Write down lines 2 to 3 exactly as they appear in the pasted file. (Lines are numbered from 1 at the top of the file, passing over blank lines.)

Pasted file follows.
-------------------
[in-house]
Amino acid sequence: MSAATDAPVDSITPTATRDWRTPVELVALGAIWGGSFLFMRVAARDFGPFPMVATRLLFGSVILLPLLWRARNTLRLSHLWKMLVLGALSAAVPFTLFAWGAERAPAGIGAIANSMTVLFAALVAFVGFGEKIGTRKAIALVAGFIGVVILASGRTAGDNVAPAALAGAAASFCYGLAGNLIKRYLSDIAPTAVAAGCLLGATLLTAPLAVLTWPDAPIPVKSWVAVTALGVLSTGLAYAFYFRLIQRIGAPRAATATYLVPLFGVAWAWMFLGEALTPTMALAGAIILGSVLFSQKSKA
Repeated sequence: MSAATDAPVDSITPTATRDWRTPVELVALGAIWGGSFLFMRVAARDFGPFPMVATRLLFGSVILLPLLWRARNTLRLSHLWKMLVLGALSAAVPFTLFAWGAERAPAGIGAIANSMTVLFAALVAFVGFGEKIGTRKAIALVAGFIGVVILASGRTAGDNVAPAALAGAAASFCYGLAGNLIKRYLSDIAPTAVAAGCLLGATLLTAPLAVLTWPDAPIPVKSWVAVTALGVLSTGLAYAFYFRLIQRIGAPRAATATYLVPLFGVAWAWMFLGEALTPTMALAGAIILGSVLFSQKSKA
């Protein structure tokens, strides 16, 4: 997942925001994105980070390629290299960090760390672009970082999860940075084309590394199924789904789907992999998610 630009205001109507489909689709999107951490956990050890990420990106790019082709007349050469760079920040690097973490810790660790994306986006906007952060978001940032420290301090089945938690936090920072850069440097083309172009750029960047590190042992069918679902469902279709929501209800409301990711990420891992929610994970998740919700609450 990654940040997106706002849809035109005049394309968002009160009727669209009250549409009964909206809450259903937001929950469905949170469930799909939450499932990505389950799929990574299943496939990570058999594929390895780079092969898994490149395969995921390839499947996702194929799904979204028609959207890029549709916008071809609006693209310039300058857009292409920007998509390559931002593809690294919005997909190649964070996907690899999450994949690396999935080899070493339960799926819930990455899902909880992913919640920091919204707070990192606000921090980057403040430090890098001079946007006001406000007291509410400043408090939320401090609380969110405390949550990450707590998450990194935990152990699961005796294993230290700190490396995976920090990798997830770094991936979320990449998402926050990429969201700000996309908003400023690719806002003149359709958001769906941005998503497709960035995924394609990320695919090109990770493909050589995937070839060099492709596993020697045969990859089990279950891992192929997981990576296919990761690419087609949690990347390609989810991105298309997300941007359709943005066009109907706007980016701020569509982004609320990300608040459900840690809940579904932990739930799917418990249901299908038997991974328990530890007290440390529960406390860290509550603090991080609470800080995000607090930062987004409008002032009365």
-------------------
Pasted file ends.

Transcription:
Amino acid sequence: MSAATDAPVDSITPTATRDWRTPVELVALGAIWGGSFLFMRVAARDFGPFPMVATRLLFGSVILLPLLWRARNTLRLSHLWKMLVLGALSAAVPFTLFAWGAERAPAGIGAIANSMTVLFAALVAFVGFGEKIGTRKAIALVAGFIGVVILASGRTAGDNVAPAALAGAAASFCYGLAGNLIKRYLSDIAPTAVAAGCLLGATLLTAPLAVLTWPDAPIPVKSWVAVTALGVLSTGLAYAFYFRLIQRIGAPRAATATYLVPLFGVAWAWMFLGEALTPTMALAGAIILGSVLFSQKSKA
Repeated sequence: MSAATDAPVDSITPTATRDWRTPVELVALGAIWGGSFLFMRVAARDFGPFPMVATRLLFGSVILLPLLWRARNTLRLSHLWKMLVLGALSAAVPFTLFAWGAERAPAGIGAIANSMTVLFAALVAFVGFGEKIGTRKAIALVAGFIGVVILASGRTAGDNVAPAALAGAAASFCYGLAGNLIKRYLSDIAPTAVAAGCLLGATLLTAPLAVLTWPDAPIPVKSWVAVTALGVLSTGLAYAFYFRLIQRIGAPRAATATYLVPLFGVAWAWMFLGEALTPTMALAGAIILGSVLFSQKSKA